BlackBerry Ltd. is continuing to bolster its software business with the acquisition of a U.S. vendor specializing in crisis communications in times of business disruption.
While BlackBerry has been struggling to put its handset business on a firm footing, it has been successful growing its mobile OS-agnostic services business, particularly in areas such as mobile device management. And BlackBerry moved to further broaden its services portfolio this week with the acquisition of AtHoc Inc., a California-based provider of secure networked crisis communications solutions.
AtHoc’s clients include organizations such as the U.S. Department of Homeland Security and the American Red Cross, who have used the AtHoc suite and platform to help organizations and their employees communicate securely and effectively in a time of crisis, such as a natural disaster or a security incident.
BlackBerry plans to integrate AtHoc’s platform into its own enterprise portfolio, allowing it to offer additional mission-critical communications solutions to its enterprise customers, as well as launch new applications, such as possibly integrating AtHoc solutions with BBM Meetings to enable live video messages during a crisis.
“BlackBerry is making strategic investments in security, privacy and the Internet of Things, and acquiring AtHoc will enable us to provide a holistic, end-to-end approach to communications,” said BlackBerry CEO John Chen, in a statement. “We have a proud history of securing mission-critical communications for the public sector as well as enterprises operating in the most highly regulated industries. AtHoc’s technology and expertise will play a key role as BlackBerry works to connect and secure a broad range of endpoints.”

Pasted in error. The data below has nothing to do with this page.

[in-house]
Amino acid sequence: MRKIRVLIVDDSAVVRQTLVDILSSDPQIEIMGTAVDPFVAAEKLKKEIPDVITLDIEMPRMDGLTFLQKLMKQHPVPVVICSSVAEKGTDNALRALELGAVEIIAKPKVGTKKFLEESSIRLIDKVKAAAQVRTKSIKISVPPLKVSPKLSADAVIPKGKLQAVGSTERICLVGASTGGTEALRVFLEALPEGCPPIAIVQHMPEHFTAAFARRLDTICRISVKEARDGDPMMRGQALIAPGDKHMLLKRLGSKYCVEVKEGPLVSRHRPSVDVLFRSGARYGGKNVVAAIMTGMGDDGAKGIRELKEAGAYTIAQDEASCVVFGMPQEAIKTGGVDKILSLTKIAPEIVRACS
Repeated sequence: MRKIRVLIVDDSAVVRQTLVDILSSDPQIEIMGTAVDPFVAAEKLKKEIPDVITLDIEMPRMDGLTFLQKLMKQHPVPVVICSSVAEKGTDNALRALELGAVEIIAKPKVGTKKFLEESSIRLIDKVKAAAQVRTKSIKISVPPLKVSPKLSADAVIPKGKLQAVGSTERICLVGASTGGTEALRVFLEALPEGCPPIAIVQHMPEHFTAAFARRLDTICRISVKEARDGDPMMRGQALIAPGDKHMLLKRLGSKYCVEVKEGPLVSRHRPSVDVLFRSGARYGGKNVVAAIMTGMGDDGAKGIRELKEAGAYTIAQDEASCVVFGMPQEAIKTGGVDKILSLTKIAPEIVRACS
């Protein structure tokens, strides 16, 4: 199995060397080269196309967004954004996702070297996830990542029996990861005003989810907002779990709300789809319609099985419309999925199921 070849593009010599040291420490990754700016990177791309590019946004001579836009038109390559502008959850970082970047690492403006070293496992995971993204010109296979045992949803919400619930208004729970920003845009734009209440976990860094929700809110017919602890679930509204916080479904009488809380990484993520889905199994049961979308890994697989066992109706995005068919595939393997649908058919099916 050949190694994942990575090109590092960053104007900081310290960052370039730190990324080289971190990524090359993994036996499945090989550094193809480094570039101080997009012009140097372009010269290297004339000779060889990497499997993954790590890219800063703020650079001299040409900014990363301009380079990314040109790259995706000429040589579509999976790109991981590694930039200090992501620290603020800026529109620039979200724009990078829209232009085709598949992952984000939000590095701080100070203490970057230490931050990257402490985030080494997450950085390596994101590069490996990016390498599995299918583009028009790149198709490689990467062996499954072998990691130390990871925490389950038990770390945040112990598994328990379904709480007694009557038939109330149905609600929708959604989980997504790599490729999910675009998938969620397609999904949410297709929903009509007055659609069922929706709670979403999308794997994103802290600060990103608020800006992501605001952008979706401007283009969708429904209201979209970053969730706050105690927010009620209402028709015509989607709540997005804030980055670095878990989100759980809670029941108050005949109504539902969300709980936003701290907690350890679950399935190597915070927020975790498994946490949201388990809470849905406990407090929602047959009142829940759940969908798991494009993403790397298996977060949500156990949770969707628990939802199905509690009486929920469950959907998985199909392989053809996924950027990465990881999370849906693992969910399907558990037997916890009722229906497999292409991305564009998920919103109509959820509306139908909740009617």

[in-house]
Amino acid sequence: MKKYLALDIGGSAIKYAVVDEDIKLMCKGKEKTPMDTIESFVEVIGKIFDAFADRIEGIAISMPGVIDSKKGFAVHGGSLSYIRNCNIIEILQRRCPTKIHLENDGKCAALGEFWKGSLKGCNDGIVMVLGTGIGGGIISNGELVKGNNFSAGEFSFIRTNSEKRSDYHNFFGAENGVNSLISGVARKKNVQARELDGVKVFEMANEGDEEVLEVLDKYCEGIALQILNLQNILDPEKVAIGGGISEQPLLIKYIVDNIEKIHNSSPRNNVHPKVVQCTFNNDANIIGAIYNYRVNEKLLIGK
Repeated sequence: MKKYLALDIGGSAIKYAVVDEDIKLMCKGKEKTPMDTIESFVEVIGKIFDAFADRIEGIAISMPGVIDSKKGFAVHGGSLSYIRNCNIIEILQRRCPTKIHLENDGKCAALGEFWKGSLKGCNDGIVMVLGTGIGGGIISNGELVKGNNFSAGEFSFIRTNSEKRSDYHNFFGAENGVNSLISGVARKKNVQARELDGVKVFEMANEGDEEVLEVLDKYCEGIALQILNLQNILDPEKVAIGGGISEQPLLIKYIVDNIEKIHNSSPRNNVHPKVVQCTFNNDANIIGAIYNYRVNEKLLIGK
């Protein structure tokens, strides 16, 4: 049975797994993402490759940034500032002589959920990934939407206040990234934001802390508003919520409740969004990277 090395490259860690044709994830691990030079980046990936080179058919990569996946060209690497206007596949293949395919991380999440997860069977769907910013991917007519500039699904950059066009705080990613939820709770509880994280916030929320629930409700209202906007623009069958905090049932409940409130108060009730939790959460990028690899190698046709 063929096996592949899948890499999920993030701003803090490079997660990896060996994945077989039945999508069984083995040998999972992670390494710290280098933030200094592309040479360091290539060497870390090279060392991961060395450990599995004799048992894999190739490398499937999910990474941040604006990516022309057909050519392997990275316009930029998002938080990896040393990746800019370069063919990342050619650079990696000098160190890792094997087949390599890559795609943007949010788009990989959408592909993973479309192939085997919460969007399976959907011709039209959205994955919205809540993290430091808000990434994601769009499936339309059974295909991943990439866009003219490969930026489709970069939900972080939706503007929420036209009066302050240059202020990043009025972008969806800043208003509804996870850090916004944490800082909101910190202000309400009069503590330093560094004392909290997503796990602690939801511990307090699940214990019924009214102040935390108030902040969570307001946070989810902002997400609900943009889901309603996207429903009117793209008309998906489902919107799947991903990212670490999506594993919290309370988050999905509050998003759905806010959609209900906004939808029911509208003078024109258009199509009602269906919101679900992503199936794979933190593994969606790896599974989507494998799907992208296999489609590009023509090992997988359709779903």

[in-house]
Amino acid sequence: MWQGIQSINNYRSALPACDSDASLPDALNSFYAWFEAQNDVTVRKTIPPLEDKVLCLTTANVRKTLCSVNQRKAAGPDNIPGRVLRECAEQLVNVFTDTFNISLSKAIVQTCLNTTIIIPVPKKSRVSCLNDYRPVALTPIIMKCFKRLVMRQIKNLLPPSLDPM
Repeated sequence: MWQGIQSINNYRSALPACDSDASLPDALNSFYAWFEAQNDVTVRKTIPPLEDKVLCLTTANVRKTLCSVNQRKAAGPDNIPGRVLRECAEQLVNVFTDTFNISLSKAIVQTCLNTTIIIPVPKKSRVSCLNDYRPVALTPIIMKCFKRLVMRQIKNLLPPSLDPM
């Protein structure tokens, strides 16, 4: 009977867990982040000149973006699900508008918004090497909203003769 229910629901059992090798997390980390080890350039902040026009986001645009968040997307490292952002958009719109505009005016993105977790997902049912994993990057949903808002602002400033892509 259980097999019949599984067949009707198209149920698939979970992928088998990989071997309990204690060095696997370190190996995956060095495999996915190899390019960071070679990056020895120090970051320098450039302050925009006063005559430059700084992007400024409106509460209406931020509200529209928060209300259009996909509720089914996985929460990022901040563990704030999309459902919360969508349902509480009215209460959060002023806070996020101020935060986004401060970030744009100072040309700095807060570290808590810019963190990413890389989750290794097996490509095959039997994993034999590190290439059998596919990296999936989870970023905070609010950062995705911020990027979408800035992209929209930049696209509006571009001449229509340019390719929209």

The AtHoc crisis communication is device agnostic, supporting devices such as iOS, Android, PC and Mac desktops, digital displays, radios, IP phones, as well as endpoints such as sirens, fire panels and speakers, which fits in well with the approach BlackBerry takes to its services business to support all vendor devices.
“AtHoc and BlackBerry share a common vision of a securely connected world,” said Guy Miasnik, president and CEO of AtHoc, in a statement. “Federal departments, state and local agencies, and commercial enterprises alike depend on AtHoc to communicate reliably during their most critical moments. Becoming part of BlackBerry will give us the ability to scale more quickly to expand our global reach and introduce new applications for the AtHoc platform, while continuing to serve our government and enterprise customers.”
Terms of the acquisition, which is subject to the usual closing conditions and is expected to close in BlackBerry’s fiscal 2016 third quarter, were not released.